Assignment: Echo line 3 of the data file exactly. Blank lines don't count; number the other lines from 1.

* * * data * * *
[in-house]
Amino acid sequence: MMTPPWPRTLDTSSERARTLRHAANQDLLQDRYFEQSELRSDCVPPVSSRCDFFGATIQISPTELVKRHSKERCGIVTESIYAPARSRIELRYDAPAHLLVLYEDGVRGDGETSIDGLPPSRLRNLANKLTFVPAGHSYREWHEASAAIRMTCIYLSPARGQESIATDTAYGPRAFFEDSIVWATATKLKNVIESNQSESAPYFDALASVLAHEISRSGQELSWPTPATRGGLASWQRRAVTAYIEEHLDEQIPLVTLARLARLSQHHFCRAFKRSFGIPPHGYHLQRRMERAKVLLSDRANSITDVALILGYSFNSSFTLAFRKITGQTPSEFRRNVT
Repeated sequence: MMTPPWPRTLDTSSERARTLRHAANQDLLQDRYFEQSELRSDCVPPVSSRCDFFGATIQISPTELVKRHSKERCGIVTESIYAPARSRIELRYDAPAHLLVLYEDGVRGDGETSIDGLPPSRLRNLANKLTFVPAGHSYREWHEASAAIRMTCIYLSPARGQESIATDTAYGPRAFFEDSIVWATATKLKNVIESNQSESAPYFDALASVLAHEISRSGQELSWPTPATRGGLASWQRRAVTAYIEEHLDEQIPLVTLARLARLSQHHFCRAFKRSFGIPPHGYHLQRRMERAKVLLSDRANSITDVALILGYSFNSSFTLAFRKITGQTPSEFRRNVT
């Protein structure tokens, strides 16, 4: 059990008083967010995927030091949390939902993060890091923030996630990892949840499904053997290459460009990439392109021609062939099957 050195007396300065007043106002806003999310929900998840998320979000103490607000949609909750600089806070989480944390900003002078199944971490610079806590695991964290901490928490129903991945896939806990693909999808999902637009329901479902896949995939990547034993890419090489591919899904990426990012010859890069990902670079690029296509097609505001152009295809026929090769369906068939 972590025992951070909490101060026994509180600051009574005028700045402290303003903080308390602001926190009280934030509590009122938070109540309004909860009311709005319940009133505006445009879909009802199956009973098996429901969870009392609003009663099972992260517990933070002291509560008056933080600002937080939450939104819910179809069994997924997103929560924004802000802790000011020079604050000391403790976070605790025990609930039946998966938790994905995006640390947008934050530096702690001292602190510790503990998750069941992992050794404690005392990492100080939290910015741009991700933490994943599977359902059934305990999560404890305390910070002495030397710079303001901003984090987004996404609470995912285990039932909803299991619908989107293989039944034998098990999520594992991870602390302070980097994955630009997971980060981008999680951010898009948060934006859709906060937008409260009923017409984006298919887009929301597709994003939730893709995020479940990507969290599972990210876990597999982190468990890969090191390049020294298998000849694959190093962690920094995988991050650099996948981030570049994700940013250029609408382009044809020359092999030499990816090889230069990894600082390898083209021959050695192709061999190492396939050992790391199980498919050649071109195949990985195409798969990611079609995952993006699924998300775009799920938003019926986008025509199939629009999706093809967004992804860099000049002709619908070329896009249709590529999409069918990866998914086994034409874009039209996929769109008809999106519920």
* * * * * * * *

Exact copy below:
Repeated sequence: MMTPPWPRTLDTSSERARTLRHAANQDLLQDRYFEQSELRSDCVPPVSSRCDFFGATIQISPTELVKRHSKERCGIVTESIYAPARSRIELRYDAPAHLLVLYEDGVRGDGETSIDGLPPSRLRNLANKLTFVPAGHSYREWHEASAAIRMTCIYLSPARGQESIATDTAYGPRAFFEDSIVWATATKLKNVIESNQSESAPYFDALASVLAHEISRSGQELSWPTPATRGGLASWQRRAVTAYIEEHLDEQIPLVTLARLARLSQHHFCRAFKRSFGIPPHGYHLQRRMERAKVLLSDRANSITDVALILGYSFNSSFTLAFRKITGQTPSEFRRNVT